Alive! With Song, central Vermont's chorus of cancer survivors and caregivers, performing at Do Good Fest

National Life Group's Do Good Fest Raises $15,000 to Support CVMC's Cancer Patient Fund

Posted on Monday, July 20, 2015 by UVM Health Network - CVMC

National Life Group's Do Good Fest, held on Saturday, July 18th was once again a huge success, raising $15,000 for the CVMC Branches of Hope Patient Cancer Fund. All of us at CVMC thank National Life Group for their generous support of our cancer program over the years.

The proceeds came from parking fees at the festival and from a matching grant from the National Life Group Foundation. The festival featured a lively performance by O.A.R., in addition to appearances by The Alternate Routes, Panama Wedding, and Patti Casey & Colin McCaffrey, plus Alive! With Song (shown above), central Vermont's chorus of cancer survivors and caregivers.

(Article below reprinted with permission from The Times-Argus)

Music festival helps cancer patients

By Eric Blaisdell | Times Argus | July 19,2015

Hundreds of people descended on the National Life campus in Montpelier on Saturday for the second annual Do Good Fest, a music festival and fundraiser to help cancer patients pay for their treatment.

The festival was headlined by the popular band O.A.R. following performances by the Alternate Routes, Panama Wedding and local musicians Patti Casey and Colin McCaffrey. 

3000 people on the lawn at National Life Group in Montpelier

More than 3,000 people attended Do Good Fest 2015, featured a lively performance by O.A.R.

There were also food vendors like Red Hen Bakery and American Faltbread, and a beer tent. There was also a tent set up for nonprofit groups where festival-goers could learn about organizations like ReSource, Capstone Vermont, Outright Vermont, Puppets in Education and Good Beginnings of Central Vermont.

The festival was free with a parking charge of $10 for early arrivals and $20 for those who came later. All of the money raised goes to Branches of Hope, the cancer patient fund at Central Vermont Medical Center’s National Life Cancer Treatment Center.

Theresa Lever, patient navigator at the cancer center at CVMC, said the fund was created out of necessity. Lever said cancer carries a particularly heavy burden, be it emotional, psychological or financial.

“What happens with cancer is your treatment can disable you temporarily,” she said. “Other diseases, you start taking your medicine and you start feeling better. With cancer, you start the treatment and you’re not feeling better for a while.”

Lever said those undergoing cancer treatment often have to stop working and many use up their sick time just getting diagnosed because it can take so many doctor’s visits, tests and screenings to arrive at the diagnosis. 

The funds from Branches of Hope help ease the non-medical burdens that newly diagnosed cancer patients carry. As a general rule patients in need are allowed $500 annually, not as a cash outlay but rather to help pay bills and for gift cards for purchases like gas and food.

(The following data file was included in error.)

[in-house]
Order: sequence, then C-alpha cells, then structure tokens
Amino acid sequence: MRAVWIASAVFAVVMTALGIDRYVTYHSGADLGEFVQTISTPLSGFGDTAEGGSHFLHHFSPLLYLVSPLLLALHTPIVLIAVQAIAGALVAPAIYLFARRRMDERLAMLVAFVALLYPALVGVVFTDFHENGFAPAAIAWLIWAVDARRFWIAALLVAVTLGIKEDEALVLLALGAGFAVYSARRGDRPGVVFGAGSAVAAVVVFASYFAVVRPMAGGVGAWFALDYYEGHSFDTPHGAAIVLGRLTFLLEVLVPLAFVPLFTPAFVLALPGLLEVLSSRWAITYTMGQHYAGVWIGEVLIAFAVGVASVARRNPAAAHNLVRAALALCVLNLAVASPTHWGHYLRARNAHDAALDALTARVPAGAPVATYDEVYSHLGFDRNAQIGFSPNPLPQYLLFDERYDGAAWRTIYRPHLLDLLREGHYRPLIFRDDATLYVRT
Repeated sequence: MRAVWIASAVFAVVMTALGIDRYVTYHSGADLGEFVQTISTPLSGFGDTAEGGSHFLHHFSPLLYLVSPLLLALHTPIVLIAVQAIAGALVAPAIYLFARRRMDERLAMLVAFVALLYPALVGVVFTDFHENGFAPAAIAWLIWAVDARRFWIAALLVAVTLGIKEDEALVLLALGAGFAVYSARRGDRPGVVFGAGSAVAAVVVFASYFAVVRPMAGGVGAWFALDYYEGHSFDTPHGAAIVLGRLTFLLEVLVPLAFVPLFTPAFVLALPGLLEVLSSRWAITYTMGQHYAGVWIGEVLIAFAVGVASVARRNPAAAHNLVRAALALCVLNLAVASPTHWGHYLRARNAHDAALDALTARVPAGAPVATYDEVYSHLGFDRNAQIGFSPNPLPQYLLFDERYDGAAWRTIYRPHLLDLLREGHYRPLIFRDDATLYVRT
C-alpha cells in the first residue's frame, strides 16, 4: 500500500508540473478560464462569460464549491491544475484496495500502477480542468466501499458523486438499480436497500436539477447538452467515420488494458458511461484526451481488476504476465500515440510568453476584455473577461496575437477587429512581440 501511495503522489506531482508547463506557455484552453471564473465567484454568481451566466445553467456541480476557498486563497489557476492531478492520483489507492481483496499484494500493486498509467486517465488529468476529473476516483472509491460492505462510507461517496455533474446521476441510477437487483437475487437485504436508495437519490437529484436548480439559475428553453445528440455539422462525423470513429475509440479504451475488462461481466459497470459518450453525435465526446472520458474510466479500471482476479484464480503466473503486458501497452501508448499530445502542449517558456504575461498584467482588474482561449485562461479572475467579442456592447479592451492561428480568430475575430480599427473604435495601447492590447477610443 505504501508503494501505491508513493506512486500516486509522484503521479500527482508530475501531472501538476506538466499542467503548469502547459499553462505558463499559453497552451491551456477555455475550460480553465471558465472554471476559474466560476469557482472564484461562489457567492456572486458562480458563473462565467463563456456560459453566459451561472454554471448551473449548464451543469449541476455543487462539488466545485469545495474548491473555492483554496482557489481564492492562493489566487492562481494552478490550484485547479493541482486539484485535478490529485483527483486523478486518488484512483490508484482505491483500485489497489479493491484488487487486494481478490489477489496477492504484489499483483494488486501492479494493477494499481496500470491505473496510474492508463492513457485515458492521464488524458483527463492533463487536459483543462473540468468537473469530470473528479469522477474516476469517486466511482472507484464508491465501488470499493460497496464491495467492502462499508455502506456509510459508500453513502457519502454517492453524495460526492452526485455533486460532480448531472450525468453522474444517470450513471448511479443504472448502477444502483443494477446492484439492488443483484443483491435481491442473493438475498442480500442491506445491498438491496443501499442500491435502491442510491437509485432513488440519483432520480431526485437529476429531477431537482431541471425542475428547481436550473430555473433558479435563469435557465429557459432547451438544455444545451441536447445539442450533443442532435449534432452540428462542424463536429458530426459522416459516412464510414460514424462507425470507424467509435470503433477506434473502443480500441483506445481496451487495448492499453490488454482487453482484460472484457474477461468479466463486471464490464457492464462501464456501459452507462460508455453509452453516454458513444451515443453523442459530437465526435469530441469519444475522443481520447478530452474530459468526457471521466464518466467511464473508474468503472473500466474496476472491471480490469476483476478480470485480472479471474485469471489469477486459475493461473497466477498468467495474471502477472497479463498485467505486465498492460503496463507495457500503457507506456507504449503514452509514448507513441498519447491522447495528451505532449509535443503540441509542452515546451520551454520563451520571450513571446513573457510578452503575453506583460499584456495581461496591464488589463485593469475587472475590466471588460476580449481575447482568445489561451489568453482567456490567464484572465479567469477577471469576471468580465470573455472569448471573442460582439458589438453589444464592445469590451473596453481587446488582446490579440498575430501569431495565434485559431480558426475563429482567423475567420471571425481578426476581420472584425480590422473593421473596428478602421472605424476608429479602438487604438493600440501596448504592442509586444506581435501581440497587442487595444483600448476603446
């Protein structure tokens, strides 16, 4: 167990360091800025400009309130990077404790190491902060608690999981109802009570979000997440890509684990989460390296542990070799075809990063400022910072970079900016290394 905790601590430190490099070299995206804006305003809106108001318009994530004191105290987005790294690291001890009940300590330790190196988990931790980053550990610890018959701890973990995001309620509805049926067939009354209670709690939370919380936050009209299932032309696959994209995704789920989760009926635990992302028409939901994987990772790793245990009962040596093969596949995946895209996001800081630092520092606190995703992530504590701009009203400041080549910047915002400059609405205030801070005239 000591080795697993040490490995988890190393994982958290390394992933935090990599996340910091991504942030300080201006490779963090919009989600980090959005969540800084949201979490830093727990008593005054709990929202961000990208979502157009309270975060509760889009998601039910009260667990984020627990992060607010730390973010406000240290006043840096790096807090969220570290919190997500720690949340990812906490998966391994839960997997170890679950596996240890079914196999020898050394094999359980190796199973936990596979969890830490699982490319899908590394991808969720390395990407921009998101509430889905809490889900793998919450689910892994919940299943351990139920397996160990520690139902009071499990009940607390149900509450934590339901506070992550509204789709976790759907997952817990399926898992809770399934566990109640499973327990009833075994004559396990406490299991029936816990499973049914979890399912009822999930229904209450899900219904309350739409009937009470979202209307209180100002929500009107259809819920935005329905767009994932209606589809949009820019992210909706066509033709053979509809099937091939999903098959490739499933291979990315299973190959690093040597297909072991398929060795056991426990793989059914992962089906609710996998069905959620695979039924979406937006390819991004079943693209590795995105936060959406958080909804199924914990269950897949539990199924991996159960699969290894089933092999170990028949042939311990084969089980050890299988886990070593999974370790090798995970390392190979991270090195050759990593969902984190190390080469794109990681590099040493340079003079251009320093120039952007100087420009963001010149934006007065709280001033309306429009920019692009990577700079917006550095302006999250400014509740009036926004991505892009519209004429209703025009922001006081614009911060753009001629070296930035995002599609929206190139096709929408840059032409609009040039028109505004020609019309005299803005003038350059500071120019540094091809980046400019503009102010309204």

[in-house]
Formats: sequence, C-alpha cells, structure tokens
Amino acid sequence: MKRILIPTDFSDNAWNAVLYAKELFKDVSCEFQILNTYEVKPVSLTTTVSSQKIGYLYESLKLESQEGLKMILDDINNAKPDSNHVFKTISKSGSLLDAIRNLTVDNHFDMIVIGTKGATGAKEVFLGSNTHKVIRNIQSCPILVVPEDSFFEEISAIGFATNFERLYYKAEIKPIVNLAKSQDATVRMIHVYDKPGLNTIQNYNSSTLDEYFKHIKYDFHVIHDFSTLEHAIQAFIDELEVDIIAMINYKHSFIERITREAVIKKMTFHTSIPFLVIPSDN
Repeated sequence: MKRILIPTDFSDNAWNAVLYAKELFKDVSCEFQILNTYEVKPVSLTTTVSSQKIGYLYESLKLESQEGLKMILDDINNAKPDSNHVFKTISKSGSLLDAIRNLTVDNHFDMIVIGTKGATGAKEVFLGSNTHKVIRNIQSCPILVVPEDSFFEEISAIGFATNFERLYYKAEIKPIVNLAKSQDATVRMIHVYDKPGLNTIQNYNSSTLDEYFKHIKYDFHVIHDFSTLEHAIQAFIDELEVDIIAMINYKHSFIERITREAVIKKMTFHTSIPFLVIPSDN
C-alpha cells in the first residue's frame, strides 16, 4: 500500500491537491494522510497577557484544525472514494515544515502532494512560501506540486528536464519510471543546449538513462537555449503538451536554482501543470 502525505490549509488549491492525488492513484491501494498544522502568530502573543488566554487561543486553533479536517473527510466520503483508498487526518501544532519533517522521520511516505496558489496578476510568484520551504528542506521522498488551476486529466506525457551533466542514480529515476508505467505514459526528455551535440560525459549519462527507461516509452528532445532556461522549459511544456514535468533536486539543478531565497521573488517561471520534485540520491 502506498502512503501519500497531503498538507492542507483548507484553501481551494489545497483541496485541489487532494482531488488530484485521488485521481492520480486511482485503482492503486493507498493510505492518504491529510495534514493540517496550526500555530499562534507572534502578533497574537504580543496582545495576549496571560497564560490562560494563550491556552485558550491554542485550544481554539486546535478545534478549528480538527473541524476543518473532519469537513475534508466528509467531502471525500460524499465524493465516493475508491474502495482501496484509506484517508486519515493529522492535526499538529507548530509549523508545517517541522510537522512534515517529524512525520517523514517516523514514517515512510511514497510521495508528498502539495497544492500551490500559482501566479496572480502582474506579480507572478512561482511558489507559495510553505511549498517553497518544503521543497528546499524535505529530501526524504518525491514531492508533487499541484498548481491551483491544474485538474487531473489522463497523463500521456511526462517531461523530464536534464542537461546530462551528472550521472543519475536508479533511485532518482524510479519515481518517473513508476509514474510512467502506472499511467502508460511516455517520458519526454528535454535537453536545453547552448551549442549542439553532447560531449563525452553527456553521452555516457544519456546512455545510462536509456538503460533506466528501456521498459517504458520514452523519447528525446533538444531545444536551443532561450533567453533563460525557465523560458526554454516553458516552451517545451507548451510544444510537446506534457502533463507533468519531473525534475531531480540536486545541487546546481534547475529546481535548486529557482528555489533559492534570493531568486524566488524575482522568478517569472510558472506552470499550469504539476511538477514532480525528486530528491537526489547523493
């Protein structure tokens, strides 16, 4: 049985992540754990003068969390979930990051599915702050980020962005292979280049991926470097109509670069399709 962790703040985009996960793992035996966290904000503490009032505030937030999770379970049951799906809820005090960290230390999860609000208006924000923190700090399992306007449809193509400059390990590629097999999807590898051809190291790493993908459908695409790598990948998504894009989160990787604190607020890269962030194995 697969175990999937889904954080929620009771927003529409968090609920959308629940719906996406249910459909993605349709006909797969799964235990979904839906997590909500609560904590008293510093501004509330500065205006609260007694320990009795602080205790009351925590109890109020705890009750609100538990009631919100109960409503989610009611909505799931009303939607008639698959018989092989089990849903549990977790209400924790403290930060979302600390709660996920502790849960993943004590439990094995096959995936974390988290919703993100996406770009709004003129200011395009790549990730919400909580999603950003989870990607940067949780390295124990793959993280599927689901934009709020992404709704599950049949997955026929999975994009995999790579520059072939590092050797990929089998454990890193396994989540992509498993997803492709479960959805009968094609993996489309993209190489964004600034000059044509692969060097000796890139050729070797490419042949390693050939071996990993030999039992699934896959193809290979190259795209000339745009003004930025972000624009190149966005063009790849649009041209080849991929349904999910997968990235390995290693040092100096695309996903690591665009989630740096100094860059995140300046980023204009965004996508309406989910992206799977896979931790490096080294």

Lever said while the fund is administered through CVMC, central Vermonters undergoing cancer treatment at any other hospital are also eligible for assistance.

Examples of how the program has helped people are many. Lever said just this week the fund helped a patient make a mortgage payment; she also cited two instances in which patients received notices that their electricity was going to be shut off for lack of payment, but the fund was able to keep the lights on.

Chris Graff, vice president of communications for National Life, told of a patient who needed dental work before her cancer treatment but couldn’t afford it. Once again, the Branches of Hope fund paid the bill.

Graff said one of the insurance company’s own employees was battling cancer and had gotten behind on her utility bills. The fund helped with those expenses too.

“It took all the stress away,” he said.

Graff said regardless of how much money was raised Saturday, National Life is committed to kicking in another $15,000. (Last year the festival raised around $11,000.) Graff said any shortfall in this year’s fundraising would be made up by National Life’s charitable fund.

“So that we can give them a strong base to operate from,” he said.

This was news to CVMC CEO Judy Tartaglia, who teared up when told of the $15,000 commitment.

“You just have to spend a day in our cancer center to understand and appreciate how far that money is going to go to help people in our community who are in need,” she said.

“The great thing about this event is our fund previously had been funded by bake sales that would raise $200, $300, $400 at best,” she said. “This event gives us thousands of dollars and has made such a considerable difference in people’s lives.”

Despite some concerns about the prospect of thunderstorms on a muggy Saturday, the weather cooperated through the afternoon and well into the evening.

The name of the festival stems from a set of corporate values that National Life proclaims: “Do Good. Be Good. Make Good.”

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